Best Motor for C & P

Late to the post, but may be useful re Speed Controller for single phase motor 110 or 240, possibly you use resistors, thyristors or more hi-tech even and more expensive yet. One possibility,(not rocket science or expensive, put me right on line if I got it wrong!) keep the original belt and original driving pulley, onto comparatively small countershaft, with “A” section pulley at opposite end being powered through “A” section V belt driven by infinitely variable coned pulley on original motor swinging on original motor bracket adjuster. This system is already well tried and tested on every thing from tiny Multilith, Gestelith etc litho machines up to Heidelberg Platens and similar. Way back here in U K they controlled motors with banks of resistors or variable pitch brushes on the commutators, kept one warm in the winter but crucified the electric. No such problems with with coned pulley drives and as it was purely mechanical, you didnt have to find hi-tech hi-spec electronic whizz kids (at the price of course?) One appreciates that in the 21st century electronic wizardry may have left mechanical rubbish standing at the post, but I used a thompson platen for some time, with built in electric speed control (with variable pitch brushes) at full tilt it pulled virtually no current, slowed right down to run flimsy stock it dragged the mains down so much that “her indoors” moaned that I was shrinking the picture on the television. So I did a little horse trading with my friendly L/P dealer for the coned pulley from a heidelberg, Problem solved.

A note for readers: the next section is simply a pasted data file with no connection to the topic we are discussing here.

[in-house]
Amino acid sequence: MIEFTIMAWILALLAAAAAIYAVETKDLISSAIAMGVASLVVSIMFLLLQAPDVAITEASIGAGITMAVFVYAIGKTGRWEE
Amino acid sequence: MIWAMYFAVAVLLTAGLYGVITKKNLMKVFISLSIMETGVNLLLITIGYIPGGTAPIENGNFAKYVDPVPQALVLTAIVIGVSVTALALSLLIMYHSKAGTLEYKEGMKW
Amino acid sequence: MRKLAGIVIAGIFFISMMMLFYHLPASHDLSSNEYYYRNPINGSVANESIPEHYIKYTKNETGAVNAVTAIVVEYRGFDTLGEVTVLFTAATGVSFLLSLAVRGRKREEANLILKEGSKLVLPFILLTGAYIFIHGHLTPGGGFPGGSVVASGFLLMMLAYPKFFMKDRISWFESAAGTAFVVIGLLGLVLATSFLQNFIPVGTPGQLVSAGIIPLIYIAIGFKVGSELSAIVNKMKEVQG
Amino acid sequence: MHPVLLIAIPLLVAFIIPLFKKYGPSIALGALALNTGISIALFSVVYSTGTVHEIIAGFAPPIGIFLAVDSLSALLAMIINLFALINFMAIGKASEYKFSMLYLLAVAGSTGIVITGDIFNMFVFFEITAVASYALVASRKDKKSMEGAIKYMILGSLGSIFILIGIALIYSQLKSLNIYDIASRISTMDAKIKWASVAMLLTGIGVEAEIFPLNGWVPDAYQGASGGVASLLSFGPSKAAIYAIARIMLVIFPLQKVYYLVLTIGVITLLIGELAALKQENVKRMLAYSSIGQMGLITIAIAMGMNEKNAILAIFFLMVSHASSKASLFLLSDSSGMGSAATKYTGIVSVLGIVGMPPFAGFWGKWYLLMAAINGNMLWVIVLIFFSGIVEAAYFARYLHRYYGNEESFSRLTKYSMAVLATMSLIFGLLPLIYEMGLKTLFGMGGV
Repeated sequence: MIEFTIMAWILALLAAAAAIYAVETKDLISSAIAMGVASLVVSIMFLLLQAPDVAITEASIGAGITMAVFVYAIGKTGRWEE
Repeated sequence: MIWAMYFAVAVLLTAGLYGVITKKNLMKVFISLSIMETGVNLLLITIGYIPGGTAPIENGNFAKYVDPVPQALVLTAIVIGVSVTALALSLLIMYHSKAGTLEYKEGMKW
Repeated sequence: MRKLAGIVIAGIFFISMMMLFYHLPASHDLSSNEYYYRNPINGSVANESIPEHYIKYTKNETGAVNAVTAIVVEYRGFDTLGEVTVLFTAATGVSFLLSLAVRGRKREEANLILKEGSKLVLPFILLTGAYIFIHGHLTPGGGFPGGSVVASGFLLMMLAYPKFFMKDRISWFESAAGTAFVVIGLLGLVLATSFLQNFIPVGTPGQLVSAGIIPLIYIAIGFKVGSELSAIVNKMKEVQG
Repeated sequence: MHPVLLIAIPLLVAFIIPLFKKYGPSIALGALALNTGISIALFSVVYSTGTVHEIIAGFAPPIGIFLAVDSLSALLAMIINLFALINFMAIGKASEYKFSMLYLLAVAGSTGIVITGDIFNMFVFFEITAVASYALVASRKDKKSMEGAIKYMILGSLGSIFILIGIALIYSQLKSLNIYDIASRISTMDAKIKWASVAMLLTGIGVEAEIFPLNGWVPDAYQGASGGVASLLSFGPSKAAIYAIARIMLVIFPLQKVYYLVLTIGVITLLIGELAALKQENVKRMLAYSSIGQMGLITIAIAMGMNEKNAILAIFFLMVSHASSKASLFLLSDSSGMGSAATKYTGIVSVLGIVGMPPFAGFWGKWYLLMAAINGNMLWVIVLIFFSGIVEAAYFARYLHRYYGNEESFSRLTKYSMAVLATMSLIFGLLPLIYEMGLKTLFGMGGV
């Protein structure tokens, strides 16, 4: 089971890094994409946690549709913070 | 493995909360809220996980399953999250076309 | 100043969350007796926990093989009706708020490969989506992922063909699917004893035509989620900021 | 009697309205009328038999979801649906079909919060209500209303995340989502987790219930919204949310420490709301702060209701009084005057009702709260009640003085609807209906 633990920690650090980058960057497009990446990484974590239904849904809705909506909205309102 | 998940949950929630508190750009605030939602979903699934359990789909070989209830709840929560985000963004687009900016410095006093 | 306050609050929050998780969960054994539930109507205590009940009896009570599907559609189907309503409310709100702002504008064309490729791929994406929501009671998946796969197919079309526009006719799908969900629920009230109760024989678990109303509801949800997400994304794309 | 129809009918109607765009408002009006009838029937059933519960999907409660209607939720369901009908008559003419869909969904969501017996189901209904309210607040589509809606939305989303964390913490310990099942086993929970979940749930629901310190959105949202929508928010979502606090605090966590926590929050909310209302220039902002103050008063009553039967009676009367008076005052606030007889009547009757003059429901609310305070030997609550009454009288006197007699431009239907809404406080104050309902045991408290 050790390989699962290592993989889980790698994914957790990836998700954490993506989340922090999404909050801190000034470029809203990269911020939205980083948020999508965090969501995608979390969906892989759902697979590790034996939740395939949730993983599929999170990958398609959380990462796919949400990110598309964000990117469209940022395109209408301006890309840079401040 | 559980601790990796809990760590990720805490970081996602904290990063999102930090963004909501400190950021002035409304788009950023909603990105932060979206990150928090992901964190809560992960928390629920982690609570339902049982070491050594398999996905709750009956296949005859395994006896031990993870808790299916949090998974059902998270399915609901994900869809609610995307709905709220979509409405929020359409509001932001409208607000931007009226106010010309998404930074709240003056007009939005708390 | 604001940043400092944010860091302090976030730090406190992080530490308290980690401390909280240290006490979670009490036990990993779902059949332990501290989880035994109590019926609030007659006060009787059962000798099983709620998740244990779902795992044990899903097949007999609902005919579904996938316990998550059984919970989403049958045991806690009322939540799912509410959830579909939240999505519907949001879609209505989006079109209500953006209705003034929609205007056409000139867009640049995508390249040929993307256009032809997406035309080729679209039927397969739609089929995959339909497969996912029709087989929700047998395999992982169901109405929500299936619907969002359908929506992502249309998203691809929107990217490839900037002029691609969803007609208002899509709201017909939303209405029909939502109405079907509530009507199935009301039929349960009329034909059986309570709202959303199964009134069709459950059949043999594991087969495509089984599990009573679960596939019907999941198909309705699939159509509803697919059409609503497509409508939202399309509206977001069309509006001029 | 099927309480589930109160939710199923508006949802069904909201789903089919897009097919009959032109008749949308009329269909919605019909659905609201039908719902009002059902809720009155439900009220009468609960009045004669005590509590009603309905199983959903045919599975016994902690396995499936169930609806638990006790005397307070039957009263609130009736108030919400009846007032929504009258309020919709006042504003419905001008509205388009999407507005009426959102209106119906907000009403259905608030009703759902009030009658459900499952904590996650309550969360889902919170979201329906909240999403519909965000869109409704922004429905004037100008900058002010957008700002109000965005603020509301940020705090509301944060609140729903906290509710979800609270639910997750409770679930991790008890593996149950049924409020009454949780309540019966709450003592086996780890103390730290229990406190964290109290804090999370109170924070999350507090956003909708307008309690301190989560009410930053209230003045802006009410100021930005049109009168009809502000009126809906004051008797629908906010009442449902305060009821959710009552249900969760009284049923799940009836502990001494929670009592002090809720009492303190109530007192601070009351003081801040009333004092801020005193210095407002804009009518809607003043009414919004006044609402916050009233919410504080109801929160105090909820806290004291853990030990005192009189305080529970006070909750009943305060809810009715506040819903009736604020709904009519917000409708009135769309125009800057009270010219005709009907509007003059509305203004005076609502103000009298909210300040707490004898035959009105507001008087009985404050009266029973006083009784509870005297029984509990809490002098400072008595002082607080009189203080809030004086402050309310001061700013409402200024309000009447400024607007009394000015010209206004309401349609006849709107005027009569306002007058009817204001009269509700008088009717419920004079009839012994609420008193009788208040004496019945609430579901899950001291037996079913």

Log in to reply   1 reply so far

The Heidelberg cone pulley is the best solution. But they are not readily available and can be quite expensive from other sources. Still, I’d say that it would be worth the search to find some good mechanical speed control. My 10x15 uses the old original 1914 motor, and works fine - although I did have to service it once… about 35 years ago, I had to replace the carbon brushes… It took about 15 minutes and can be done by a 20 year-old press-mechanic-to-be…

Before I got the fancy 10x15, I powered my 8x12 C&P very nicely with the little motor out of a clothes drier.

That’s all it needed.

But, at 1725 rpm at the motor, the press speed was locked in to 30 impressions per minute; there was no speed control.

To “get up to speed”, I’d either spin the flywheel as hard as I could, or use the treadle to get up near the speed of the motor, then hit the standard light switch to put power to the motor.

Once it was up to speed, I would simply lift the treadle with the top of my foot and the hook would fall off the crankshaft - to the back, safely out of the way. Then I would continue feeding - at 30 iph.

BUT that is too fast for most hobbyists, so I don’t recommend a 1725 rpm motor for anyone these days. The point is that this free 1/4 hp motor worked fine for many years.

And - perhaps even more important is the fact that my hook was mounted by C&P so that when I raised the treadle, it fell towards the *back* of the press.

But DON’T TRY THIS with a Hern treadle hook. They are made to mount from the front, and if you raise the treadle while the crankshaft is turning with this treadle, it will become pinched against the press frame and will break. No harm to the press, but the cast-iron treadle is too brittle to handle any undue stress. I know of two of these cast treadle hooks that failed this way.

So. If you want to try the “raise the treadle” technique, be sure that the treadle will fall to the back and rest safely out of the way. If it falls to the front, you are toast…